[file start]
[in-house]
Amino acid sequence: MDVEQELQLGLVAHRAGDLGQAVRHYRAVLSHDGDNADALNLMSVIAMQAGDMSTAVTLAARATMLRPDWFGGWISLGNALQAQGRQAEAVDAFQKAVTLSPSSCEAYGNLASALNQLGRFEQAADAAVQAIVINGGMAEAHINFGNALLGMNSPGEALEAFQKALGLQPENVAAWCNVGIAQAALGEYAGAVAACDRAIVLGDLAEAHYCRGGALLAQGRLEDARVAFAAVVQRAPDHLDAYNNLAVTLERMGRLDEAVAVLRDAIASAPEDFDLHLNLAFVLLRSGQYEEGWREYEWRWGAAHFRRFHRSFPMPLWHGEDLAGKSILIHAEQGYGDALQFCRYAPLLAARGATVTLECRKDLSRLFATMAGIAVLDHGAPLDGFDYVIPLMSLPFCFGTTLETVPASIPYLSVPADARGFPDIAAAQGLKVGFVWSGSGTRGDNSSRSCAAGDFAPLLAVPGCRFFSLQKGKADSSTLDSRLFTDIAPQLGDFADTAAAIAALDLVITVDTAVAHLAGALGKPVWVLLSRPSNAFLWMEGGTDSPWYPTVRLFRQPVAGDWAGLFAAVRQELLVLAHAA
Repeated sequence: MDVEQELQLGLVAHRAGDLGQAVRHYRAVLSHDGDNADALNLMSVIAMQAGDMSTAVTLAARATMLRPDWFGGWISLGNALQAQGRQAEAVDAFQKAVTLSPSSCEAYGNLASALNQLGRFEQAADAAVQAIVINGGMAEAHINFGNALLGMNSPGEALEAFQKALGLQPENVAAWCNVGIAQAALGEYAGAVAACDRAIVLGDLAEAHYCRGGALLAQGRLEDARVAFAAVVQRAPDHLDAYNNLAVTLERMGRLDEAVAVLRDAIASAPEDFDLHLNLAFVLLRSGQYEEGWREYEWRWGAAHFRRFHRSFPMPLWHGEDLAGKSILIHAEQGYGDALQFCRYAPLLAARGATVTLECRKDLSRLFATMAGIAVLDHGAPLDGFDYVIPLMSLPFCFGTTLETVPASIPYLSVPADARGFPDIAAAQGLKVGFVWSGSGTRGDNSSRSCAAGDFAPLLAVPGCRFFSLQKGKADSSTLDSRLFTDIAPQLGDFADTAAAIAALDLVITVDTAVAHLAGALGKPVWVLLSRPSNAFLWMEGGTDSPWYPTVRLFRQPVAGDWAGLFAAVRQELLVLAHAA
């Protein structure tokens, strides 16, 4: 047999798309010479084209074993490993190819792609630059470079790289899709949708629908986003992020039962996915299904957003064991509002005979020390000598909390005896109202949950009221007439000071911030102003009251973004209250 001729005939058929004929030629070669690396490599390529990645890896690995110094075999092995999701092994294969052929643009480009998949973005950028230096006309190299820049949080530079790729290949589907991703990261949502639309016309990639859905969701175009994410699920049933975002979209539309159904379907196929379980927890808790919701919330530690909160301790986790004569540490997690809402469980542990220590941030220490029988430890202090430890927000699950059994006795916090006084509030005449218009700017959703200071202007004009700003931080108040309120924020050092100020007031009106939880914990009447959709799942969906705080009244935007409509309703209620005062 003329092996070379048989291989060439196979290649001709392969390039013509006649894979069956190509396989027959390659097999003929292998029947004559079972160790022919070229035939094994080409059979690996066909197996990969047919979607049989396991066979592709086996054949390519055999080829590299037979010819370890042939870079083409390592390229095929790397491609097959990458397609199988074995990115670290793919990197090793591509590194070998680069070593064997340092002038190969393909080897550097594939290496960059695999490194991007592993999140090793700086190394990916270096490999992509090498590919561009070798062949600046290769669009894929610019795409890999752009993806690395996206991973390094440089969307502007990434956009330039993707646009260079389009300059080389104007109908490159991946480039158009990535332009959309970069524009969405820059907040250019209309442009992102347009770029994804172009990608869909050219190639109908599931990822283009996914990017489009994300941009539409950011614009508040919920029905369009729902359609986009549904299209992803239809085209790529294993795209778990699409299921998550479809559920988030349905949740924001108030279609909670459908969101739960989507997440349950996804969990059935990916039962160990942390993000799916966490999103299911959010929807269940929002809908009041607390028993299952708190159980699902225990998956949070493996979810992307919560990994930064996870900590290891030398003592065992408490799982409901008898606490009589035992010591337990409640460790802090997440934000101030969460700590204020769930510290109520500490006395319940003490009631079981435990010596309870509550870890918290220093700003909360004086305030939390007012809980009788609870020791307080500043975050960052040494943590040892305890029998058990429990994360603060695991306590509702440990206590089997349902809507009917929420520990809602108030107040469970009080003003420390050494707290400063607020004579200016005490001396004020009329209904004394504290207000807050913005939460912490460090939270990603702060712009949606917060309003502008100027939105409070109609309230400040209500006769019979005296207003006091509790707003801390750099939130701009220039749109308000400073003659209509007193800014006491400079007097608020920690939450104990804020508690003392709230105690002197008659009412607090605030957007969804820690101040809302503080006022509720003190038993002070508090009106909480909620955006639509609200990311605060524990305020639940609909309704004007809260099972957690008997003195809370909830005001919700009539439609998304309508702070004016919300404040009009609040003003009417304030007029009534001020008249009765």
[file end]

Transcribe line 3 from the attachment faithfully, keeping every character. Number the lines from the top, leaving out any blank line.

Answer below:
Repeated sequence: MDVEQELQLGLVAHRAGDLGQAVRHYRAVLSHDGDNADALNLMSVIAMQAGDMSTAVTLAARATMLRPDWFGGWISLGNALQAQGRQAEAVDAFQKAVTLSPSSCEAYGNLASALNQLGRFEQAADAAVQAIVINGGMAEAHINFGNALLGMNSPGEALEAFQKALGLQPENVAAWCNVGIAQAALGEYAGAVAACDRAIVLGDLAEAHYCRGGALLAQGRLEDARVAFAAVVQRAPDHLDAYNNLAVTLERMGRLDEAVAVLRDAIASAPEDFDLHLNLAFVLLRSGQYEEGWREYEWRWGAAHFRRFHRSFPMPLWHGEDLAGKSILIHAEQGYGDALQFCRYAPLLAARGATVTLECRKDLSRLFATMAGIAVLDHGAPLDGFDYVIPLMSLPFCFGTTLETVPASIPYLSVPADARGFPDIAAAQGLKVGFVWSGSGTRGDNSSRSCAAGDFAPLLAVPGCRFFSLQKGKADSSTLDSRLFTDIAPQLGDFADTAAAIAALDLVITVDTAVAHLAGALGKPVWVLLSRPSNAFLWMEGGTDSPWYPTVRLFRQPVAGDWAGLFAAVRQELLVLAHAA